The ratio of two sides of a triangle is a function of its internal angles. In other words, the ratios between any two sides of a triangle are equal to those between the corresponding sides of any triangle similar to it.
Perhaps as early as the 4th century B.C.E, the invariance of these ratios inspired the Greeks to use a special trigonometric relationship. An angle at the center intercepts two points on the circumference; the segment joining them is the angle's chord. The ratio between the chord and the radius of the circumference is determined solely by the angle at the center and, when found, can be tabulated. In his Almagest, Claudius Ptolemy (2nd century C.E.) gives a table of chords, compiled for every half-degree on the basis of a circle with a radius of 60 units. The table provides the chord for a given angle or, vice versa, the angle for a given chord.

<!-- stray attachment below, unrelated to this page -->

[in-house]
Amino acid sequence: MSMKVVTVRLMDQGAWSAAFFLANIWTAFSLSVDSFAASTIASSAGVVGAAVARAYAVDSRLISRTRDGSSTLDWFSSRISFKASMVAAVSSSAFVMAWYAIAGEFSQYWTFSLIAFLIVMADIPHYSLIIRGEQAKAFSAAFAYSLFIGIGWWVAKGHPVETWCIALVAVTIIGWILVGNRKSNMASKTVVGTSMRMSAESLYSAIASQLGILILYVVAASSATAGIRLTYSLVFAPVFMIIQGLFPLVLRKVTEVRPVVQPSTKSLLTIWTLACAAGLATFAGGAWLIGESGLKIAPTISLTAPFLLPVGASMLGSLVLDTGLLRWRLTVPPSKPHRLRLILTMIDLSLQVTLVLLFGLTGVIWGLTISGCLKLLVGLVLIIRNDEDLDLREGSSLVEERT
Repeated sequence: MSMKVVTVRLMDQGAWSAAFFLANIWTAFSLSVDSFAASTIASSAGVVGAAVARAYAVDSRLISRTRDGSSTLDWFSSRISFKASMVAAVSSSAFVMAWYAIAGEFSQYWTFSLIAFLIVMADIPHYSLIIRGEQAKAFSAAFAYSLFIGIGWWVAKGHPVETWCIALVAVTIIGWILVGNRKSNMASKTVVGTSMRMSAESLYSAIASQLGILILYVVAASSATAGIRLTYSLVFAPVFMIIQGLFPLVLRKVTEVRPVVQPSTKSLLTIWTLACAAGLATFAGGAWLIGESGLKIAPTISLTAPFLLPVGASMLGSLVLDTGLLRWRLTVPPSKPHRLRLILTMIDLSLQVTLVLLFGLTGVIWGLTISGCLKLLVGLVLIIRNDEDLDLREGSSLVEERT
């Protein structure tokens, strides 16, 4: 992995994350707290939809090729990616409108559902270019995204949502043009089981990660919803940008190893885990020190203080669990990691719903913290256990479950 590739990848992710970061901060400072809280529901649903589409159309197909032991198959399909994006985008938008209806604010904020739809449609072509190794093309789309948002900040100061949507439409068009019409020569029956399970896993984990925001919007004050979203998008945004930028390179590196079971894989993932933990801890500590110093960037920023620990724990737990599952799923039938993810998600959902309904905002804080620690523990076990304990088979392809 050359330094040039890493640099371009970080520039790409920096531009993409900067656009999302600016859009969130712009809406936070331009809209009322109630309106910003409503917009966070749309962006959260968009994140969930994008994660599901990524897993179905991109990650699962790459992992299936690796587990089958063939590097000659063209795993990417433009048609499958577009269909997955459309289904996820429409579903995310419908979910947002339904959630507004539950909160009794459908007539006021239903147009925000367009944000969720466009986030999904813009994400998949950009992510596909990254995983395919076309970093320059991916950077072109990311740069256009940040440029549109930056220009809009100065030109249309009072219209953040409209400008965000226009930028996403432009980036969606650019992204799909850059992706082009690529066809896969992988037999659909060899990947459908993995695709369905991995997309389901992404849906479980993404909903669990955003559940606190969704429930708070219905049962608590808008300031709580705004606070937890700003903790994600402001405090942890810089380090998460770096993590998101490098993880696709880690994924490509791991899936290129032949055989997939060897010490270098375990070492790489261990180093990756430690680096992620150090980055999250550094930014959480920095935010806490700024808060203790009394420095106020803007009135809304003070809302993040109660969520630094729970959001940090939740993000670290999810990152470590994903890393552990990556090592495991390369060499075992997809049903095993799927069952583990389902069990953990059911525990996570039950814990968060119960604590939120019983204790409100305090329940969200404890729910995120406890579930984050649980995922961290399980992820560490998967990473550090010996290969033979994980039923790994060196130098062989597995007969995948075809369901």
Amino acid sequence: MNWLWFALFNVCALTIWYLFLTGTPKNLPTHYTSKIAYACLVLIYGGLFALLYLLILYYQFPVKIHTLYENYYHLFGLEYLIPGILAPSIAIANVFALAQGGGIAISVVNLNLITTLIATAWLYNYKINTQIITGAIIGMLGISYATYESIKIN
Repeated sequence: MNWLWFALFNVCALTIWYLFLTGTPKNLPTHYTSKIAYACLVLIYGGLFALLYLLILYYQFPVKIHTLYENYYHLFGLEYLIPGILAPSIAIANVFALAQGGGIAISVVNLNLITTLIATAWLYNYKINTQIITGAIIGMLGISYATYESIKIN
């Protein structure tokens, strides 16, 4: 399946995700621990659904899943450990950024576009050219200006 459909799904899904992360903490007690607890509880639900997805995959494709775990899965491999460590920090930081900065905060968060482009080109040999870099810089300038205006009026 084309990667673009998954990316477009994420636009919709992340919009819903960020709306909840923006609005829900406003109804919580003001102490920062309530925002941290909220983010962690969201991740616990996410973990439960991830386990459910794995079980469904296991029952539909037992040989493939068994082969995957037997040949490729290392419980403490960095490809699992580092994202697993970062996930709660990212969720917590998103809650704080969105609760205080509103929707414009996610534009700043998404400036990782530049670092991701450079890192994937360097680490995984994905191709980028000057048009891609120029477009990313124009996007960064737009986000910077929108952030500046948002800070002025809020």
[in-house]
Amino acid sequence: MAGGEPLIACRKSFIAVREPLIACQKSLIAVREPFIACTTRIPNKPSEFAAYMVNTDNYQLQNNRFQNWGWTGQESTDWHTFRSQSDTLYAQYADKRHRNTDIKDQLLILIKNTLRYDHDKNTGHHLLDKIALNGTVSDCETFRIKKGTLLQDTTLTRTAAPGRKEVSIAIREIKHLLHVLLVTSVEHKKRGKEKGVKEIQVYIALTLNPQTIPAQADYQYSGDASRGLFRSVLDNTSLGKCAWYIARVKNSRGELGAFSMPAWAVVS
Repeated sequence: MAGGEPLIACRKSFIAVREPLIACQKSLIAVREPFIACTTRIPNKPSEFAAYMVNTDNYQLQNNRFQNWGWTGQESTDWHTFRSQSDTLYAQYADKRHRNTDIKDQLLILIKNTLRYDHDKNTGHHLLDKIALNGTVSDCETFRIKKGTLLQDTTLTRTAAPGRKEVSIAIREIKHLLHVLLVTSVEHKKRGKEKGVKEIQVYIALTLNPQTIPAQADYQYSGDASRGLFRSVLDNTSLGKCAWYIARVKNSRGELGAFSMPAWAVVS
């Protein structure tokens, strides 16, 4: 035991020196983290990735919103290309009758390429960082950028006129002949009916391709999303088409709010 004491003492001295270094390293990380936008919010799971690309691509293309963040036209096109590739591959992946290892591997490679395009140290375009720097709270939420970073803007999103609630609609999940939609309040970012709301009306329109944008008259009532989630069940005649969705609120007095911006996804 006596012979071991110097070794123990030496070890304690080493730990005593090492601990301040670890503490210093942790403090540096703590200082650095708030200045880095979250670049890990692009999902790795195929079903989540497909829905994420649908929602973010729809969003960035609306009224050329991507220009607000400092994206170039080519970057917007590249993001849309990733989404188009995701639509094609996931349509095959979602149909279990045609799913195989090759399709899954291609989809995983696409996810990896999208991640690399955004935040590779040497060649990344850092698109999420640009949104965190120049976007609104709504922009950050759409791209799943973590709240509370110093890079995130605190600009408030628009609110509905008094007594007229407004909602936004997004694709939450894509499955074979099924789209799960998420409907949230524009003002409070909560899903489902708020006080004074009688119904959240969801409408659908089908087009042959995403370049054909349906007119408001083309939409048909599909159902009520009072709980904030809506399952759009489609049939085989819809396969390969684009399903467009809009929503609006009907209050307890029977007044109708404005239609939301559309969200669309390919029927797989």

By definition, the chord was used in problems where the geometric figures could be decomposed into isosceles triangles. Toward the 6th century E.E., the Indians found it easier to work with right-angled triangles (right triangles) and started using the angle's half-chord. The Islamic astronomer Muhammad al-Battânî (9th century C.E.) described the new relationship as the angle's sine, today expressed by the ratio of the side of the right triangle opposite the angle to the triangle's hypotenuse.
In the 9th century, Islamic scientists developed the two other fundamental trigonometric relationships: the cosine (ratio of the side adjacent the angle and the hypotenuse) and the tangent (ratio of the side opposite the angle to the side adjacent the angle), as well as the respective reciprocal relationships: secant, cosecant and cotangent. For each relationship, they compiled accurate numerical tables to use in solving practical problems.